The first Iranian to be awarded the Nobel Peace Prize, Shirin Ebadi is a human rights activist, lawyer, and former judge. Listed by Forbes magazine as one of the “100 most powerful women in the world” for 2004, she is currently in exile from her native country.
On Sunday, she sat down with Kurdistan 24 to discuss the latest developments in Iran, which this, the first of a two-part article, will cover. Look for the second part, in which she will share her thoughts on the regime’s recent attack on the headquarters of two Iranian Kurdish opposition parties inside the Kurdistan Region.
ERBIL (Kurdistan 24) – Shirin Ebadi, in an exclusive interview with Kurdistan 24, said that Tehran’s response to protesters expressing their “discontent” with the downward trend of living conditions and satisfaction with the government, only serves to worsen the situation and shows that Iran fears a “free election.”
“The rial has lost most of its value and this has caused an increase in poverty. Many goods like baby diapers and some types of medicine are hard to acquire,” Ebadi said, referring to the current economic crisis in which Iran finds itself.
Pointing to the state of affairs and the collapsing currency, she stated that “public discontent with the government” is at its highest level and warned that Tehran will not be able to continue on its current path indefinitely.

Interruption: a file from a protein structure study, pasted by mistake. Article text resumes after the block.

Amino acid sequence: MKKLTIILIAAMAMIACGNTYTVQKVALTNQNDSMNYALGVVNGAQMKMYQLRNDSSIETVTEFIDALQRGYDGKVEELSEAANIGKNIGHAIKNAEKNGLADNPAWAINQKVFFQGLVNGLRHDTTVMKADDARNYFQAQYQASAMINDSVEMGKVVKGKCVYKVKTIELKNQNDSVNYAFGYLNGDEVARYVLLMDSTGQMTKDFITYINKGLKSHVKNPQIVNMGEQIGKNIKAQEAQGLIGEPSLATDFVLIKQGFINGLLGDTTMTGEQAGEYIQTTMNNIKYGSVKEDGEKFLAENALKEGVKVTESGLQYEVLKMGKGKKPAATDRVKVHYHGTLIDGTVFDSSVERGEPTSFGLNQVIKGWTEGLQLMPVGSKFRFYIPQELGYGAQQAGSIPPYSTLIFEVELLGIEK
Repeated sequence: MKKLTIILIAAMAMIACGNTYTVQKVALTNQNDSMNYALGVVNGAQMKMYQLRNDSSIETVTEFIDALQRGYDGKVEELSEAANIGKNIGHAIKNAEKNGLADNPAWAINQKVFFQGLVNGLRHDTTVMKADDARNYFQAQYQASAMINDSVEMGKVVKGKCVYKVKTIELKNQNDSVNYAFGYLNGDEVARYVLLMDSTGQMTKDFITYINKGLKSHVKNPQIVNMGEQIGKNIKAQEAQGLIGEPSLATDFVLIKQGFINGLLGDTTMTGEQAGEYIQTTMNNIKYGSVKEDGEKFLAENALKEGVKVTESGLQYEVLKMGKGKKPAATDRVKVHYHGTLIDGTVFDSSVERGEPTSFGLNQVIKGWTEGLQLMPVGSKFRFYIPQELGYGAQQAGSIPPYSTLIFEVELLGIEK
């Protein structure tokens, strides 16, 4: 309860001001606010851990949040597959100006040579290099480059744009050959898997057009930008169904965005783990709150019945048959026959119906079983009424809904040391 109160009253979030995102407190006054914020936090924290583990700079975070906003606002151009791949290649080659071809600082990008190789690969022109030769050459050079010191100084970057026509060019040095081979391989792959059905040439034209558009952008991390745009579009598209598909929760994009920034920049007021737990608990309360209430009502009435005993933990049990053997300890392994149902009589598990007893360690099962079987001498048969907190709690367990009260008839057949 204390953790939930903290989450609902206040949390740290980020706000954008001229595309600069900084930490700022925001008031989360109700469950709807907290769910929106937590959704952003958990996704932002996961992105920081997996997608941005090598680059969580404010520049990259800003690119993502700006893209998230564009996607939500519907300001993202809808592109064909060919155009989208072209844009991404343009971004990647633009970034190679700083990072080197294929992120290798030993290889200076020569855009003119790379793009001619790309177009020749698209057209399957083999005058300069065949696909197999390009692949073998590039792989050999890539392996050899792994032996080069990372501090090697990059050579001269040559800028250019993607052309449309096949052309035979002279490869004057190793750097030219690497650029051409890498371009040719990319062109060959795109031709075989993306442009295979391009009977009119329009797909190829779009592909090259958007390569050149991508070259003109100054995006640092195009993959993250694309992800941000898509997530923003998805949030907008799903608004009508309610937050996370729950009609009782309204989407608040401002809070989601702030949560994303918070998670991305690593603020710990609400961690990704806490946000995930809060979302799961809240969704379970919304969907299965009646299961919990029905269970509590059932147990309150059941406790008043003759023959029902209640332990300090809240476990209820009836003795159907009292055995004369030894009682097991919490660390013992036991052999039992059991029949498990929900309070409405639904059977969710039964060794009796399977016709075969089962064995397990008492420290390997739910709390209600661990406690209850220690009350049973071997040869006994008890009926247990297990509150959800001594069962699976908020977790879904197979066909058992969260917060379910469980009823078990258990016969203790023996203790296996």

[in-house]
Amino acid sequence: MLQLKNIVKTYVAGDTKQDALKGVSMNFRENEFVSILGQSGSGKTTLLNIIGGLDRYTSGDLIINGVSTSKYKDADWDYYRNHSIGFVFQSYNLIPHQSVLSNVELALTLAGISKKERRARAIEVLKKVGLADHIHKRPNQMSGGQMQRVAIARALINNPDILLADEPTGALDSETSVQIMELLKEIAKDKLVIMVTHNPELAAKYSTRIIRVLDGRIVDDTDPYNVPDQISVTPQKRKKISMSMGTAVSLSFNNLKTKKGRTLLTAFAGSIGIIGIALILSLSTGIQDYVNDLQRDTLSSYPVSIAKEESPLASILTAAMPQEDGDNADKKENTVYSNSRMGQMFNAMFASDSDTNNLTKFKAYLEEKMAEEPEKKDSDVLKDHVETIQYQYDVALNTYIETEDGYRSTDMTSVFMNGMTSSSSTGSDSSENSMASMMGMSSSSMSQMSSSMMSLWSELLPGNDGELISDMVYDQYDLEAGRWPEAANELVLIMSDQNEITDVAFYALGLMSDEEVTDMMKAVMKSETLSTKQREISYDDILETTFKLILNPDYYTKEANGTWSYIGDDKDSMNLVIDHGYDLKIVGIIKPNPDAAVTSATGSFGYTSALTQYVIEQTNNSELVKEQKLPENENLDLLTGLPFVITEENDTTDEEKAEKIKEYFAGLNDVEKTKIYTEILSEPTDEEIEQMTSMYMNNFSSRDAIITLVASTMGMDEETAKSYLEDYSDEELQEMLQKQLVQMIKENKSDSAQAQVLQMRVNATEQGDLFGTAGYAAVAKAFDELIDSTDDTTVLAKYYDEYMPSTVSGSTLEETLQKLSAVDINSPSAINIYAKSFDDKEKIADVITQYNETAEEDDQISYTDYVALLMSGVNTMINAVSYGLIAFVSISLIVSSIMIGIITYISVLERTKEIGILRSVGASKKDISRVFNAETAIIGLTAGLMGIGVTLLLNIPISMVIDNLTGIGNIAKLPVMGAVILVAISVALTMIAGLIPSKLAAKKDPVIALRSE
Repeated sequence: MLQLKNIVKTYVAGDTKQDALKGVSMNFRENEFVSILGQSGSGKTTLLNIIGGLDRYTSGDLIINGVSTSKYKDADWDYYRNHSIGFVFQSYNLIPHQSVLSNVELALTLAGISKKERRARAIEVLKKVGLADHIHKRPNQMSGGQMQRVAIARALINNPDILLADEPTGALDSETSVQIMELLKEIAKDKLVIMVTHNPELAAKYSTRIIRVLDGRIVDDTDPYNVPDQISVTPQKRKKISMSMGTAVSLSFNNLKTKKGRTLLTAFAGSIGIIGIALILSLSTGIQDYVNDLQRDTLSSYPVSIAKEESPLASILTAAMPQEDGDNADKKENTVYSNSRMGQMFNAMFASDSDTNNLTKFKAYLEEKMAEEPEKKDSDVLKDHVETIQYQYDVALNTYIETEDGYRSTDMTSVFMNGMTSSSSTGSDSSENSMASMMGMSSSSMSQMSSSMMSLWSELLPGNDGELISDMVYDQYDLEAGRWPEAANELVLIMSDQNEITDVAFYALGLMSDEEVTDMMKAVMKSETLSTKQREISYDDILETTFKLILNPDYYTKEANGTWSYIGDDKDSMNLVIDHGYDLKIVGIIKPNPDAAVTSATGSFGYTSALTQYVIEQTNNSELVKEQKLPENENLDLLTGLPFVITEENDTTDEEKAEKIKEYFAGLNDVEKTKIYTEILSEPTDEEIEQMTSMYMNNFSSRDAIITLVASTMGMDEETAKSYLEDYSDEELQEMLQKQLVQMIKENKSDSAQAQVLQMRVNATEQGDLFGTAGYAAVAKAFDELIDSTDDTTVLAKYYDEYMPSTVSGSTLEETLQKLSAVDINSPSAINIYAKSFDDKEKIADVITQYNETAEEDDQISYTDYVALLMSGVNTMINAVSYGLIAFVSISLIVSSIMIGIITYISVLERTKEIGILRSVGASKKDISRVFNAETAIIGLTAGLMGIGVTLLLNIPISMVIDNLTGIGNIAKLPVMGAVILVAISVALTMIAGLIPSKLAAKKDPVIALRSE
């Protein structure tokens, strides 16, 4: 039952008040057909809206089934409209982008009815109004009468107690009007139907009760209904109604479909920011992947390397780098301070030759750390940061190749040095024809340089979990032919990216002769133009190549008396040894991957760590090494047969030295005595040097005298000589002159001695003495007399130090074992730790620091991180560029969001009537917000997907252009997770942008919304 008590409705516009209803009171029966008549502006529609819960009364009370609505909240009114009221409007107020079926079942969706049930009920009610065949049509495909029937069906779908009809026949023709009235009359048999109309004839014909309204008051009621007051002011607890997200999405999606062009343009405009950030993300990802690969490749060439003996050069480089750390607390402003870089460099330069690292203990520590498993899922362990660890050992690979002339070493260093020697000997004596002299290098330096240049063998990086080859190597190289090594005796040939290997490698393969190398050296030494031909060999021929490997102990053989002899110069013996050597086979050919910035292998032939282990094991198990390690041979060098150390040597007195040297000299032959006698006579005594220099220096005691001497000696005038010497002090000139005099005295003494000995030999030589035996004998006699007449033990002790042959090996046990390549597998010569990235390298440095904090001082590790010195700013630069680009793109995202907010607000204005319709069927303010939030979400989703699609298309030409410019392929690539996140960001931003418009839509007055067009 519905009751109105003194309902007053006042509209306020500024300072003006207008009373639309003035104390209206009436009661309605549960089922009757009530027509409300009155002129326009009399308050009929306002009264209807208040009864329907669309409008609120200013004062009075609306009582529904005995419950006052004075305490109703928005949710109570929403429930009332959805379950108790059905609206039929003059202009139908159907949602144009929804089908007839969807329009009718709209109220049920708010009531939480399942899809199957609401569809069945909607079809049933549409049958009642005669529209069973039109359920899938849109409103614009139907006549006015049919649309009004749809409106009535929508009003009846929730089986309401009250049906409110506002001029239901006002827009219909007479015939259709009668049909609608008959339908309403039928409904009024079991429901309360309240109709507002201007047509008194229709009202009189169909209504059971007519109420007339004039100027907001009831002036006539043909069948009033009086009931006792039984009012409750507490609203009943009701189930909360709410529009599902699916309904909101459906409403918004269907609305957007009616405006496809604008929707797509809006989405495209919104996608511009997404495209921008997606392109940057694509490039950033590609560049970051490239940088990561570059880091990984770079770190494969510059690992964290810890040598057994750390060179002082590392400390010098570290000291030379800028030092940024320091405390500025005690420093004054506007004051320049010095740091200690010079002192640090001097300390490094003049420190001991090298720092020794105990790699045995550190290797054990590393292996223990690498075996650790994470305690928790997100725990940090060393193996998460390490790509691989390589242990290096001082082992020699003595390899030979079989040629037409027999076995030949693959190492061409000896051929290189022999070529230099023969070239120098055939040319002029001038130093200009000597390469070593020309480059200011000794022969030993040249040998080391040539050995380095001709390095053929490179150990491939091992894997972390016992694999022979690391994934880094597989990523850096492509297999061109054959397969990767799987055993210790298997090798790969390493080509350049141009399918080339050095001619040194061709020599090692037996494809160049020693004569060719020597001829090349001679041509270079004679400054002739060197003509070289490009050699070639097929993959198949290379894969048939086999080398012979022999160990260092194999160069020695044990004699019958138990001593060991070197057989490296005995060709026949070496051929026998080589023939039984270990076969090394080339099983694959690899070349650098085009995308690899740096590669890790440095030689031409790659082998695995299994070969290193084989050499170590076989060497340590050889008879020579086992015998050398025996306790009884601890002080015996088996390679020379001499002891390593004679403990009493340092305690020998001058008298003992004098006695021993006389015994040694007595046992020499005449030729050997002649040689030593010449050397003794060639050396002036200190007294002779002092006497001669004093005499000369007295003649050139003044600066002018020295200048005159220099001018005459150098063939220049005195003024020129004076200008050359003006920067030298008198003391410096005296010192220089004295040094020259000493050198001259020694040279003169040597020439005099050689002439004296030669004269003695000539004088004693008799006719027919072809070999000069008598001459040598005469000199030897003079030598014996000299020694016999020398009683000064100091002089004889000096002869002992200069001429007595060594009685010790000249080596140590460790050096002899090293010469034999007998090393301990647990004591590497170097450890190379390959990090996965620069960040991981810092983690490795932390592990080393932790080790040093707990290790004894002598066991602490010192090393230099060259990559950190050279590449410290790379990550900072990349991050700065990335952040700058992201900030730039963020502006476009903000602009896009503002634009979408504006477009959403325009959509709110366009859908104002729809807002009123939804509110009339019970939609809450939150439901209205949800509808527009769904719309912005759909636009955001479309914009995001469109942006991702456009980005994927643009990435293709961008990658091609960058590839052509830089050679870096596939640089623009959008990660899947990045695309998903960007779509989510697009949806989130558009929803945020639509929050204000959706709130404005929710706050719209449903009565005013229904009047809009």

“One day, these conditions have to change.”
However, “the Iranian government, at times of public demonstrations on the streets, instead of listening to the words of the people, responds with violence; arresting them, suppressing them, and even killing a number of them.”
Ebadi believes such behavior “makes conditions worse.” Even if “people go home to avoid getting arrested or killed, this does not pacify them. In fact, after a while, protests continue elsewhere.”
“No!” she responded firmly when asked whether it was in the public interest for the regime to remain in power.
Regarding efforts to support a peaceful transition to democracy, Ebadi pointed to a project she has advocated for with her colleagues, who “called on Iran to agree to a referendum, supervised by the United Nations, for people to decide whether they want the current government before it collapses.”
“They did not accept,” she said.
Read the full interview here on Kurdistan 24 website
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